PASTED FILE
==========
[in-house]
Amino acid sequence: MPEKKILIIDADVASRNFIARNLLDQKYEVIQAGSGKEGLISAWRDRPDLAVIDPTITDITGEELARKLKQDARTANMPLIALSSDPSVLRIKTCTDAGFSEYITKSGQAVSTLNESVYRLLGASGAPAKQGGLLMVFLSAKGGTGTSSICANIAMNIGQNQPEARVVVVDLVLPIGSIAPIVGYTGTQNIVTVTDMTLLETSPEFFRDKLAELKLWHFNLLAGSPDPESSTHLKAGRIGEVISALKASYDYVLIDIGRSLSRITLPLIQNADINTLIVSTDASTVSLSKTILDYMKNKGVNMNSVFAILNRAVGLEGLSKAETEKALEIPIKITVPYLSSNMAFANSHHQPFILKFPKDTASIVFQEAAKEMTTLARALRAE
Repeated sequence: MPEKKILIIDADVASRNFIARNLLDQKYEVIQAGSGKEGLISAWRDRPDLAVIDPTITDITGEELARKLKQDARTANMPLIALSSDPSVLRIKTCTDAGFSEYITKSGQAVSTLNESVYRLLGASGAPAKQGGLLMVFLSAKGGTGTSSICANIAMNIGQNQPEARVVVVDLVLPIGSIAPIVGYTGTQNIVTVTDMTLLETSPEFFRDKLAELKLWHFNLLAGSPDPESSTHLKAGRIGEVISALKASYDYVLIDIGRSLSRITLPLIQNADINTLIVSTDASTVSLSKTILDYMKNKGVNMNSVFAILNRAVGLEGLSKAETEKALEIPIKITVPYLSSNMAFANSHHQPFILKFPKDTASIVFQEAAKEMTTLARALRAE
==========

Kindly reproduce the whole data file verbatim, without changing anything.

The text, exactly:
[in-house]
Amino acid sequence: MPEKKILIIDADVASRNFIARNLLDQKYEVIQAGSGKEGLISAWRDRPDLAVIDPTITDITGEELARKLKQDARTANMPLIALSSDPSVLRIKTCTDAGFSEYITKSGQAVSTLNESVYRLLGASGAPAKQGGLLMVFLSAKGGTGTSSICANIAMNIGQNQPEARVVVVDLVLPIGSIAPIVGYTGTQNIVTVTDMTLLETSPEFFRDKLAELKLWHFNLLAGSPDPESSTHLKAGRIGEVISALKASYDYVLIDIGRSLSRITLPLIQNADINTLIVSTDASTVSLSKTILDYMKNKGVNMNSVFAILNRAVGLEGLSKAETEKALEIPIKITVPYLSSNMAFANSHHQPFILKFPKDTASIVFQEAAKEMTTLARALRAE
Repeated sequence: MPEKKILIIDADVASRNFIARNLLDQKYEVIQAGSGKEGLISAWRDRPDLAVIDPTITDITGEELARKLKQDARTANMPLIALSSDPSVLRIKTCTDAGFSEYITKSGQAVSTLNESVYRLLGASGAPAKQGGLLMVFLSAKGGTGTSSICANIAMNIGQNQPEARVVVVDLVLPIGSIAPIVGYTGTQNIVTVTDMTLLETSPEFFRDKLAELKLWHFNLLAGSPDPESSTHLKAGRIGEVISALKASYDYVLIDIGRSLSRITLPLIQNADINTLIVSTDASTVSLSKTILDYMKNKGVNMNSVFAILNRAVGLEGLSKAETEKALEIPIKITVPYLSSNMAFANSHHQPFILKFPKDTASIVFQEAAKEMTTLARALRAE